“Recommend A…” is a meme started by Shanyn at chickloveslit. Every Monday, there will be a new theme inspiring many different, awesome book recommendations. It’s a great way to allow those books we love (but sometimes miss) to resurface.
This week’s prompt is:
Recommend A… Book You Read This Year.
Though I read it back in January (even though it was published fall 2011), my pick is And Then Things Fall Apart by Arlaina Tibensky.
|Keek’s life was totally perfect…
Keek and her boyfriend just had their Worst Fight Ever; her best friend heinously betrayed her; her parents are divorcing; and her mom’s across the country caring for her newborn cousin, who may or may not make it home from the hospital. To top it all off, Keek’s got the plague. (Well, the chicken pox.) Now she’s holed up at her grandmother’s technologically barren house until further notice. Not quite the summer vacation Keek had in mind.
With only an old typewriter and Sylvia Plath’s The Bell Jar for solace and guidance, Keek’s alone with her swirling thoughts. But one thing’s clear through her feverish haze — she’s got to figure out why things went wrong so she can make them right.
The only way I can describe Arliana Tibensky’s And Then Things Fall Apart is as a book for book-lovers. The story follows Keek as she’s confined in a room at her grandmother’s, combating the chicken pox, amongst various other issues in her life concerning her parents, her friends, and her boyfriend as a true bookish person would — through writing and through literature. Told through Keek’s thoughts, poetry, and reflections, And Then Things Fall Apart is a book about actualteenagers. I found Keek’s narrative to be honest, blunt, hilarious, intelligent, and snarky, and even though sometimes she tended to be a bit melodramatic, I never felt irritated by her voice. (She never gave me a reason to feel that way, since she’d understand, after she was done venting, that there were things in the world much worse than her own problems.)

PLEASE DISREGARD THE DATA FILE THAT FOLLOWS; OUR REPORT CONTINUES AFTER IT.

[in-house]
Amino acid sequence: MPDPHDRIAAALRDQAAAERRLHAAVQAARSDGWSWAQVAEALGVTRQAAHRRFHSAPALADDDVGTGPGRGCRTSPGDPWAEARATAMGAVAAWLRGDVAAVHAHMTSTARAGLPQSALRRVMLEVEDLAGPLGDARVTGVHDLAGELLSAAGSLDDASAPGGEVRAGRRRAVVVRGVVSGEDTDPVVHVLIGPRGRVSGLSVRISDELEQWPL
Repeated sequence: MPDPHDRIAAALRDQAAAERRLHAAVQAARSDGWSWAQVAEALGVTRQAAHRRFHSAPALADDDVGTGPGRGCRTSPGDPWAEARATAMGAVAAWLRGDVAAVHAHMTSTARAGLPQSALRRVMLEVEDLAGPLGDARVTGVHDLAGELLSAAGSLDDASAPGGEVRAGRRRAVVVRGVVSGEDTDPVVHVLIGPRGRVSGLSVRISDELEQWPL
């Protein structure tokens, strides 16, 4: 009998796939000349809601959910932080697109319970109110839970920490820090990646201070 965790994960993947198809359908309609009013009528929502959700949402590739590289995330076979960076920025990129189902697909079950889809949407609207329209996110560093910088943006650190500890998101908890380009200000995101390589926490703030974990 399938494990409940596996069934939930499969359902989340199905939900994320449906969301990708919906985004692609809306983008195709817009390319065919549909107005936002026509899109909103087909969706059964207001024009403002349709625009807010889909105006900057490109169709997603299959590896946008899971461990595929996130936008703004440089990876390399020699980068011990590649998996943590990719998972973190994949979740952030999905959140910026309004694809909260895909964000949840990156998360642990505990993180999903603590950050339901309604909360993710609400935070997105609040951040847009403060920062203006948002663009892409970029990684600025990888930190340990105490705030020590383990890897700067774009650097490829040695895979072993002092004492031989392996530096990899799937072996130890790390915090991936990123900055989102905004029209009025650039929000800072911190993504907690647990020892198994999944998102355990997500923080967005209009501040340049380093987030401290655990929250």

I also loved that Keek turned to her favorite novel, The Bell Jar by Sylvia Path, to understand and deal with the chaos of her life (without resorting to extremities). I know how it feels when life feels too difficult to handle, and sometimes it’s comforting to seek advice in the written word, especially if this is a novel that has seen you through many awful and awesome times. It can serve as escapism or facets of it can actually somehow help you through it all, but either way, this story is special to you.
What stood out to me most about And Then Things Fall Apart, and the reason why I’d recommend it to anyone, are the themes and messages — from healthy communication (especially about sex) in teenage relationships, to the way there are several sides and grey areas in every story, to the fact that parents can make mistakes (sometimes enormous ones) too.
(Keek also has the most amazing, sofa king awesome substitutes for expletives. I don’t really curse, but if I did or ever needed to, I can sofa king guarantee I’ll be adopting Keek’s.)
And Then Things Fall Apart is more of a reflective novel than an adventurous one, however, Keek is a compelling character, and her journey — even though it is mostly inside her head — is still worth following.